After that purchase I refused to ride the subway. I got over my fear of the cars and owned the road like a true New Yorker. For several years I rode my bike to Tribeca and back every day, through triple digit heat waves and below zero windchills. It took me a few seasons to work out the right gear that was both functional and easily removable. Face masks in the winter, paper towels under my helmet to catch the sweat in the summer. When it would rain I would wear a gigantic pink poncho over my backpack, looking like Quasimodo in a pink tarp riding through the streets of Manhattan.I looked absolutely ridiculous but I REFUSED to take the train.
After about a year with my bike, a friend asked me what I had named it. Hmmm… I hadn’t thought about a name. We worked out that my bike was a girl so I needed a name that was feminine but fierce. The same friend suggested Chablis. Chablis is a type of pink rose wine. I love wine so maybe that fits! For a few days I’d greet Chablis at whatever bike rack or street sign she was locked up at it but it didn’t feel right. When I rode the bike through New York, I felt powerful, confident and above all; Sassy. That was it! The perfect name for my beautiful baby girl was Sassy Chablis!
You’re probably thinking, “Am I seriously reading a blog about a bike?” Yes. Because Sassy is more than a bike. She’s my girl! Learning to navigate your way through NYC on a bike will change you. It will teach you to respect the road, to be defensive and aware. I had heard it said once that if you can drive in NYC you can drive anywhere. I believe that statement to be more true about biking.
My first year in NYC I was so timid. I’d ride the train and say “excuse me” and get cutoff and pushed by strangers. Sassy taught me to own my path with determination in a way that wasn’t rude but fair. You may think this all sounds a little too spiritual for a mode of transportation but if you’ve ridden your bike through NYC you understand.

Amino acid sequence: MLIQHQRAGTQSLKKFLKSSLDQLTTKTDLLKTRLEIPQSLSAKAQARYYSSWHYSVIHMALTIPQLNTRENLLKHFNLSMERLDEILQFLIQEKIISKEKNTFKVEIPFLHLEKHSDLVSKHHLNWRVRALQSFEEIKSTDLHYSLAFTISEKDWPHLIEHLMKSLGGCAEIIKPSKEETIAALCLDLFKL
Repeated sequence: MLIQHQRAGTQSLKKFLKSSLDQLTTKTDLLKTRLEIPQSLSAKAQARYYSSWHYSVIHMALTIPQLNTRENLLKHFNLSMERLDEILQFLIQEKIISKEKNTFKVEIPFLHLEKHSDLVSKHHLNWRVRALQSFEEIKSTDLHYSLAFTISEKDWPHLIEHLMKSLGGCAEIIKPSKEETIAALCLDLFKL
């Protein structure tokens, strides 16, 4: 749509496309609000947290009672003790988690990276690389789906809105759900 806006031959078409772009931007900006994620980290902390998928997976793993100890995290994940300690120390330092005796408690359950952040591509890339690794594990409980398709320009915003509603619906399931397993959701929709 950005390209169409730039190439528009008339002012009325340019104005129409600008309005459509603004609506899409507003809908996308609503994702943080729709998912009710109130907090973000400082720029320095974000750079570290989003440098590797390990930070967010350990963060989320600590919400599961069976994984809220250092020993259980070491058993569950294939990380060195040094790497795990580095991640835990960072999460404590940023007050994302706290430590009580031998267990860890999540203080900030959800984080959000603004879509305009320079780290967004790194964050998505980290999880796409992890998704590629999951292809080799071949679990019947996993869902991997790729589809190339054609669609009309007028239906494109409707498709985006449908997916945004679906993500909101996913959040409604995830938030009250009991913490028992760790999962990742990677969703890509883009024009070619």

To ride Sassy everyday was a commitment but worth it. I’d carry her down five flights every morning and back up every night. She’s been through a lot but stood strong through it all. Over the years she’s had her wheels, bike bell, seat, and breaks stolen from her. Her bike seat has been cut and the bike basket bent by vandals. Sassy and I have been through two very near death experiences together. One involved a bus and the other causing me to chase a car down the street and then throw Sassy against his hood while I screamed at him for being a clueless piece of shit driver. We’ve yelled at pedestrians glued to their phones both by voice and with the air horn I bought and attached with zip ties. But for all of those road rage incidents, I’ve had moments of freedom cruising through my town listening to songs that gives me all the feels while reminiscing of memories made on these city blocks as I pass them.
Last January the second avenue subway finally opened and I thought for sure I’d still ride Sassy daily regardless but my work schedule made for 4:45 am departures and that Q train just got to be so convenient. Also in the last 9 months I’ve had so much work to do, I needed subway time to respond to emails, make playlists, and write this blog. Sassy has been out and about a few times this spring and summer but for the most part she sits comfortably in our hallway locked to the rail, a fire hazard my husband reminds me about regularly. I greet her every morning when I leave and every night when I return. My little pink bike sits as a reminder of the woman I’ve become and the city that has changed me. Because of her I am more confident and more determined. I think Sassy and I will have a lot of fun in the burbs with open bike paths and long trails. Regardless of where we ride though, one thing is for sure, she makes me feel sassy, not too classy but most definitely bad assy.